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Jewish World Review
On Nutrition: The optimal diet for a new baby
I now know why grandparents claim to have the most beautiful grandchildren in the world. It is absolutely true. Little Frances Ann is just one week old and has already claimed my heart.
Like all newborns, Frances has some important basic needs. She needs love and nourishment and restful sleep. She needs to be clean and warm and dry. And she needs to be held and rocked often by her mom and dad and grandparents. I'm happy to report she's doing great on all these fronts.
Frances is thriving on her mommy's milk. After a few fits and starts (she wasn't too happy the night after her mom ate some onions for dinner) she seems to be on track with regular feedings every two to four hours.
Baby gear has changed since I was a new mom. (We didn't have all-terrain strollers, for example.) But when it comes to nutrition, Tom and Stephanie can be assured that some basic recommendations don't change.
Just this year the American Academy of Pediatrics (AAP) reaffirmed its stance that "breastfeeding is a natural and beneficial source of nutrition and provides the healthiest start for infants."
And the Academy of Nutrition and Dietetics recently confirmed that "exclusive breastfeeding provides optimal nutrition and health protection for the first 6 months of life and breastfeeding with complementary foods from 6 months until at least 12 months of age is the ideal feeding pattern for infants."
"Exclusive" breastfeeding means little Frances can receive all her nutritional needs from breastfeeding for her first six months of life with the exception of vitamin D. (Nutrition experts recommend all breastfed infants receive 400 IU of vitamin D within a few days of life and throughout childhood.) Around 6 months of age, she will be ready for additional foods to "complement" her nursing schedule.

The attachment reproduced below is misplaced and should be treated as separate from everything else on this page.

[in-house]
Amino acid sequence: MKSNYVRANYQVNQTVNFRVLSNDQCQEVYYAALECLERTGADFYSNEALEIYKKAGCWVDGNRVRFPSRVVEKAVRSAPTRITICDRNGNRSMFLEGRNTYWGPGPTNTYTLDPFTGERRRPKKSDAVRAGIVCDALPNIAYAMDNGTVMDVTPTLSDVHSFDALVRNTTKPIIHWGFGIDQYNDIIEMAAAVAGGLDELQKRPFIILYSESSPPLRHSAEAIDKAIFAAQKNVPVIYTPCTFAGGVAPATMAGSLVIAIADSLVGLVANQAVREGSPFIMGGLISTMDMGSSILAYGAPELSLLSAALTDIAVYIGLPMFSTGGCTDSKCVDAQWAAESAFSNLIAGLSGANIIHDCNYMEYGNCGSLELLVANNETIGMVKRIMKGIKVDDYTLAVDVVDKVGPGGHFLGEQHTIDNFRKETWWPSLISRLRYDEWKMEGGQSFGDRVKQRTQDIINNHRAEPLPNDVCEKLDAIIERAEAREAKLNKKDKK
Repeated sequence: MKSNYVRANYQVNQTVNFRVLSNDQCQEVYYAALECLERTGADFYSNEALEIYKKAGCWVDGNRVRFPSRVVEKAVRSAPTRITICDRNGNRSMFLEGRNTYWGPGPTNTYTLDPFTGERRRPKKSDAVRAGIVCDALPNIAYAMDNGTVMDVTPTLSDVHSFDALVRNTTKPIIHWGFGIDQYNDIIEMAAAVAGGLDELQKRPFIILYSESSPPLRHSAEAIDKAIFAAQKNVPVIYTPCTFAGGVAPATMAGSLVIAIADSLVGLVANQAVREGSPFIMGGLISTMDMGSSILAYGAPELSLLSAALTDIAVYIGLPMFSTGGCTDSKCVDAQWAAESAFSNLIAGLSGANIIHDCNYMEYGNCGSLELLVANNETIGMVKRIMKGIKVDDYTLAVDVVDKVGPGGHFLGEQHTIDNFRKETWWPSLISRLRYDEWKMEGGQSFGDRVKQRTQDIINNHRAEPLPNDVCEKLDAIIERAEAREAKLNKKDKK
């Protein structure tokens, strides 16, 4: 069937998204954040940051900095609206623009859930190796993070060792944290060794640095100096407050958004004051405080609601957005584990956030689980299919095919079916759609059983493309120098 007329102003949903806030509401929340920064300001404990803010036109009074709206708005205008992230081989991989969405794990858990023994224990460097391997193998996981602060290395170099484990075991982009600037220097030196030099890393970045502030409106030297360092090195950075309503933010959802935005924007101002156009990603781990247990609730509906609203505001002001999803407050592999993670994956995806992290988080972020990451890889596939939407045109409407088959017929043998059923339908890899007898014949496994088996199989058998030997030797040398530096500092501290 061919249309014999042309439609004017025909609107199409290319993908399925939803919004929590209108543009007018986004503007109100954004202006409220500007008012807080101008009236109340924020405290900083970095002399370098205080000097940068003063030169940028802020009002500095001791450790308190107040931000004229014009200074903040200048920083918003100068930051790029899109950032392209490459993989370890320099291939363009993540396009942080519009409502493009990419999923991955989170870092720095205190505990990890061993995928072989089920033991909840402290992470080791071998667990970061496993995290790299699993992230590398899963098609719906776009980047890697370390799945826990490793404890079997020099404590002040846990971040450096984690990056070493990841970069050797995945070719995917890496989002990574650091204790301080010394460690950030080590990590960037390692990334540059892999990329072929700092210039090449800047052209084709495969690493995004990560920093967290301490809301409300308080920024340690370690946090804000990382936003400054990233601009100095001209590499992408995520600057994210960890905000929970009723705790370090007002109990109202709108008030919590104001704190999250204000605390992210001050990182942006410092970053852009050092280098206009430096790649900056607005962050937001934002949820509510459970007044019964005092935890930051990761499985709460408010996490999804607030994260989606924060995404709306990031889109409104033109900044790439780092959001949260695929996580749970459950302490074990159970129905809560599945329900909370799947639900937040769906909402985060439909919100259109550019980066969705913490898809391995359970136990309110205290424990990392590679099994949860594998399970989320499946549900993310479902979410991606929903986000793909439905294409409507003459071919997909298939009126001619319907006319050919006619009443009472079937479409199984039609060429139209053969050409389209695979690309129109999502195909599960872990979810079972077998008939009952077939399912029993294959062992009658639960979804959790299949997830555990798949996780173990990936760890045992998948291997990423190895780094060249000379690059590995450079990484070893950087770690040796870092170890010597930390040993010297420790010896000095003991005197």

Why is mom's milk so special? Frances gets the benefit of milk that is uniquely tailored to meet her nutritional needs. It is always ready at just the right temperature when she is hungry. And it stays safe and sterile in convenient containers her mom can take anywhere.
What beautiful little pursed lips Frances has! And nursing helps promote the proper alignment of her jaw and teeth as she grows, say child development experts.
As Frances grows and develops, the composition of her mom's milk will change to meet her needs … perfectly. And breast milk contains substances that help protect her from ear infections, tummy upsets and other childhood maladies. Research also shows that breastfed babies are less likely to be overweight or to have high blood pressure when they grow up.
Mommies benefit from breastfeeding as well. Stephanie is burning about 500 additional calories each day to produce milk for her infant. That can help her return to her pre-pregnancy weight. And good evidence now shows that moms who breastfeed their offspring lower their risk for certain diseases such as breast cancer and type 2 diabetes.
It may be a while before Frances learns to appreciate the hot chile food her dad likes. But it's nice to know she is getting optimal nutrition from her mom's milk during this time of rapid growth and development. I'm sure that makes her even more beautiful!
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Barbara Quinn is a registered dietitian and certified diabetes educator at the Community Hospital of the Monterey Peninsula.
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